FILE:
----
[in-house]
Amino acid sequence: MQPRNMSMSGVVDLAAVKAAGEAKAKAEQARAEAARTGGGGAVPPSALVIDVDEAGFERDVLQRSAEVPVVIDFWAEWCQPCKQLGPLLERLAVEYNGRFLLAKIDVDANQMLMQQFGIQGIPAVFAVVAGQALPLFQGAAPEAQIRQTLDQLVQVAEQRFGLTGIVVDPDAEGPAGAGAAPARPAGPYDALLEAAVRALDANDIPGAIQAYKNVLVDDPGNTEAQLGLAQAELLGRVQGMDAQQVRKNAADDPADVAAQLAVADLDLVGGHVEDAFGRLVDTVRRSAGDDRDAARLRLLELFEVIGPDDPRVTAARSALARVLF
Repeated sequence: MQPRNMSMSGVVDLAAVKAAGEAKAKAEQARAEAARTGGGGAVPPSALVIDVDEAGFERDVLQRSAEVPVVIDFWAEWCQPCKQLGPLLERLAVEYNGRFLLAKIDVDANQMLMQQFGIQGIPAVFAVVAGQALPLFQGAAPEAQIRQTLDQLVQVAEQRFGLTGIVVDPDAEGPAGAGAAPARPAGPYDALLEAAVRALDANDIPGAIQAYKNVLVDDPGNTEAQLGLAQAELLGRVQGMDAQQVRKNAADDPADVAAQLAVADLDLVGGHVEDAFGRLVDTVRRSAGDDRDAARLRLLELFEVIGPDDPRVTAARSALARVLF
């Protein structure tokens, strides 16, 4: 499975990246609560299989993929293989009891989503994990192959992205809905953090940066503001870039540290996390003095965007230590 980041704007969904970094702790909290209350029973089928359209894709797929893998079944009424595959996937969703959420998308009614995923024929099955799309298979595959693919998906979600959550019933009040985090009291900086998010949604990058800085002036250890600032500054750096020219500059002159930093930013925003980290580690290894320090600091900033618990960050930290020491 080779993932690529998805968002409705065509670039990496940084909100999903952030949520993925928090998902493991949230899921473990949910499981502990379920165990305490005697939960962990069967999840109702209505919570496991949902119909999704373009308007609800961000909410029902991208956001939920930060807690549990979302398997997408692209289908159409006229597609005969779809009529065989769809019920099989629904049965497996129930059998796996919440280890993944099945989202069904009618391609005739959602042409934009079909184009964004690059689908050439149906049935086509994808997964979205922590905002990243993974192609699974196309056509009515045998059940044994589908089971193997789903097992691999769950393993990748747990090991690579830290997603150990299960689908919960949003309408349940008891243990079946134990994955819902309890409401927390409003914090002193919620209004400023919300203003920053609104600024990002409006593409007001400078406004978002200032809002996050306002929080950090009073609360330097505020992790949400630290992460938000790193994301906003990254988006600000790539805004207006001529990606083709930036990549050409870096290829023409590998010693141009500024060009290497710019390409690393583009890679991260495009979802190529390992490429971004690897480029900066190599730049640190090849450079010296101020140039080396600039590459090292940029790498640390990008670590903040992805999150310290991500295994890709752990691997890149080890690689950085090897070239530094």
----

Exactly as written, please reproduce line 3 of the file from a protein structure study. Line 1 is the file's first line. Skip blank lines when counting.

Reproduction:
Repeated sequence: MQPRNMSMSGVVDLAAVKAAGEAKAKAEQARAEAARTGGGGAVPPSALVIDVDEAGFERDVLQRSAEVPVVIDFWAEWCQPCKQLGPLLERLAVEYNGRFLLAKIDVDANQMLMQQFGIQGIPAVFAVVAGQALPLFQGAAPEAQIRQTLDQLVQVAEQRFGLTGIVVDPDAEGPAGAGAAPARPAGPYDALLEAAVRALDANDIPGAIQAYKNVLVDDPGNTEAQLGLAQAELLGRVQGMDAQQVRKNAADDPADVAAQLAVADLDLVGGHVEDAFGRLVDTVRRSAGDDRDAARLRLLELFEVIGPDDPRVTAARSALARVLF